Canadian Blog House received compensation in exchange for this post about mBC (Metastatic Breast Cancer), an issue very close to our hearts. All opinions are our own.
I never had the chance to meet my maternal grandmother.
Metastatic Breast Cancer (mBC) took my grandma’s life at age 52. Just five months before my parents were married – and 12 years before I was born.
My mother was only 23 when my grandma passed away. Far too young to lose her mother.
I grew up seeing photos of my grandma, and hearing a few stories about her life. But the story I remember most is the one about how she died.
You see, my grandma had a secret, and she kept that secret for over a year.
She had found a small lump in her breast but she ignored it, assuming it was just a benign cyst.
By the time she finally sought medical attention for the lump, it was too late.
My grandma had mBC.
mBC, also known as Stage 4 or advanced breast cancer, is breast cancer that has metastasized (has spread to other organs in the body).
Today, when it comes to cancer, society is very much focused on survival. And why shouldn’t it be? We should all try to stay positive right?
After all, cancer can be beaten.
The message is positive and, for some women diagnosed with early stage breast cancer, they can beat this horrible disease.
Unfortunately, for those living with mBC, the reality isn’t as positive.
A few facts about mBC:
- mBC remains an incurable disease in need of further research and support. It is treatable but for women with mBC, treatment lasts for the rest of their lives.
- mBC is associated with an 18-24 month median overall survival (i.e. for half of women living with mBC, the life expectance is 24 months or less). It’s estimated that people with mBC have a 5-year relative survival rate of 22 per cent.
- Often, lengthy and inequitable wait times for access to treatment cause enormous physical, emotional, and financial strain on mBC patients at a time when they are trying to maintain the best possible quality of life.
How much do Canadians really know about mBC?
- 50% of Canadians don’t know what mBC is.
- In stark contrast to the realities of mBC, 53% of Canadians believe mBC can be cured if caught early enough.
- Many Canadians underestimate the number of women in Canada who die from mBC. On average, it’s 12 each day. 44% of Canadians thought that number would be lower.
- 90% of Canadians believe that an early diagnosis will improve the prognosis of mBC, and nearly half of Canadians agree that breast cancer caught early will not spread. In reality, approximately 20-30% of women first diagnosed with early stage breast cancer will go on to develop metastatic disease in their lifetime. In addition, of the estimated 26,300 Canadian women that will be diagnosed with breast cancer in 2017, about 5-10% of them will be diagnosed with metastatic disease upon first diagnosis.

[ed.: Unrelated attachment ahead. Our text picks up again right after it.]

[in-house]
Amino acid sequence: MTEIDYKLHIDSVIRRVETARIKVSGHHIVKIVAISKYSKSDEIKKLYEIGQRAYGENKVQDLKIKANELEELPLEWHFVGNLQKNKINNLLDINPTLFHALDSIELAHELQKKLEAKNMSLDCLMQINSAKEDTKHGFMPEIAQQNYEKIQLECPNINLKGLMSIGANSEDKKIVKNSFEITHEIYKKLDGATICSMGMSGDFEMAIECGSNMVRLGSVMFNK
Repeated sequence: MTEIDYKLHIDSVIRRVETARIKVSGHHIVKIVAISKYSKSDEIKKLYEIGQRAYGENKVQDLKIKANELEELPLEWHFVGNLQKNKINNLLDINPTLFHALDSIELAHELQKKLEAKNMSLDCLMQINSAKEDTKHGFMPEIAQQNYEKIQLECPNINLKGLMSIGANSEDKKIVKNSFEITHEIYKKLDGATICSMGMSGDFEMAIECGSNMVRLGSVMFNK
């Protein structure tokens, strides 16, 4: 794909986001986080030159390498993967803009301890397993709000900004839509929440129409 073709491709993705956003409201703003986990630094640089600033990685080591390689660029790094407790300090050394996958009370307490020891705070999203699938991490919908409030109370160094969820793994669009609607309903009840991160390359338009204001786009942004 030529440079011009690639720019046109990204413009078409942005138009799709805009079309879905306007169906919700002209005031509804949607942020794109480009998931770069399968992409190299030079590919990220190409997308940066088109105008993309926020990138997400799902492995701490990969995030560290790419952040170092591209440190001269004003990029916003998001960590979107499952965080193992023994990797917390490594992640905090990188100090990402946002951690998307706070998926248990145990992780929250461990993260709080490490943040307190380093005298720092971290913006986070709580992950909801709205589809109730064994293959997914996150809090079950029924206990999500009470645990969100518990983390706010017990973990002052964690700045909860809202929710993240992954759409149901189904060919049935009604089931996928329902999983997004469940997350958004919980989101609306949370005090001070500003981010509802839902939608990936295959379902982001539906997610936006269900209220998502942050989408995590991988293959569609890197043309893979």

- On average, Canadians estimate that funding for breast cancer is split nearly in half between early stage breast cancer and mBC. The reality is that from 2000 to 2013, mBC-focused research made up only 7% of the $15 billion invested in breast cancer research by major government and nonprofit funders in North America and the United Kingdom.
I’ll never know why my grandmother ignored the symptoms of her breast cancer for so long. If she had sought treatment as soon as she noticed a lump in her breast, would she have survived?
Back then, breast cancer treatment was not what it is today. Treatments were crude, invasive, and horribly painful. Maybe this is why grandma waited so long to seek medical help. She knew the battle she would face if she indeed had breast cancer.
In reality, my grandma may have developed mBC anyway. She may have been one of the 20-30% of women first diagnosed with early stage breast cancer who, despite great advancements in treatment, go on to develop metastatic disease in their lifetime.
But at least my grandma might have had time.
Time to see her daughter get married.
Time to witness the birth of her first grandchild.
Maybe even enough time to meet me.
A Story Half Told
Chances are many of us have known someone living with mBC.
In addition to my grandma, I have known many other women who have since passed away from mBC.
Yet breast cancer conversations still focus around survival. This is only half the story.
Women living with mBC need our support just as much as women who have survived breast cancer.
Perhaps they need it even more.
It’s About mBC Time
It’s time to highlight the unique needs of women living with metastatic breast cancer (mBC) and give them the attention they deserve.
The Canadian Breast Cancer Network (CBCN), Rethink Breast Cancer (Rethink), the Quebec Breast Cancer Foundation (QBCF) and a leading research-based pharmaceutical company in Canada have partnered for a second year for the It’s About MBC Time campaign to raise awareness of the important challenges women with mBC face.
Time is the powerful differentiator between early stage breast cancer and mBC – a fact that many
Canadians don’t realize.
When you are fighting to survive breast cancer, your whole focus is on survival.
When you have mBC, survival is not part of the equation.
What is a part of the equation for women living with mBC, is time.
It’s time we started helping women with mBC make the most of their time.
It’s time to raise awareness and start talking about the unique needs and challenges of mBC patients, including lack of research and awareness, as well as the need for resources, funding, and access to innovative treatments.
We are all racing against the clock.
Time stands still for no one.
It’s time to have an important conversation about what time means to women living with mBC…
Please take a moment to watch this message. It’s powerful.
Think about what time means to you.
Time is precious – especially for those living with mBC.
For more information on how you can support women living with mBC, please visit the mBC time website.